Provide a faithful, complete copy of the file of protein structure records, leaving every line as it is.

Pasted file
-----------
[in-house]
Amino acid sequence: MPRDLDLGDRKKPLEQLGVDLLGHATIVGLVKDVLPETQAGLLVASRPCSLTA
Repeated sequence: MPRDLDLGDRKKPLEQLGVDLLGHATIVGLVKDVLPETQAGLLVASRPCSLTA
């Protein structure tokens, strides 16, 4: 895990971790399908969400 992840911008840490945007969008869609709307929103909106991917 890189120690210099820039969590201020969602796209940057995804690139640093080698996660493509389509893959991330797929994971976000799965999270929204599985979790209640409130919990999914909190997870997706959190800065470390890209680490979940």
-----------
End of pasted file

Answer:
[in-house]
Amino acid sequence: MPRDLDLGDRKKPLEQLGVDLLGHATIVGLVKDVLPETQAGLLVASRPCSLTA
Repeated sequence: MPRDLDLGDRKKPLEQLGVDLLGHATIVGLVKDVLPETQAGLLVASRPCSLTA
């Protein structure tokens, strides 16, 4: 895990971790399908969400 992840911008840490945007969008869609709307929103909106991917 890189120690210099820039969590201020969602796209940057995804690139640093080698996660493509389509893959991330797929994971976000799965999270929204599985979790209640409130919990999914909190997870997706959190800065470390890209680490979940």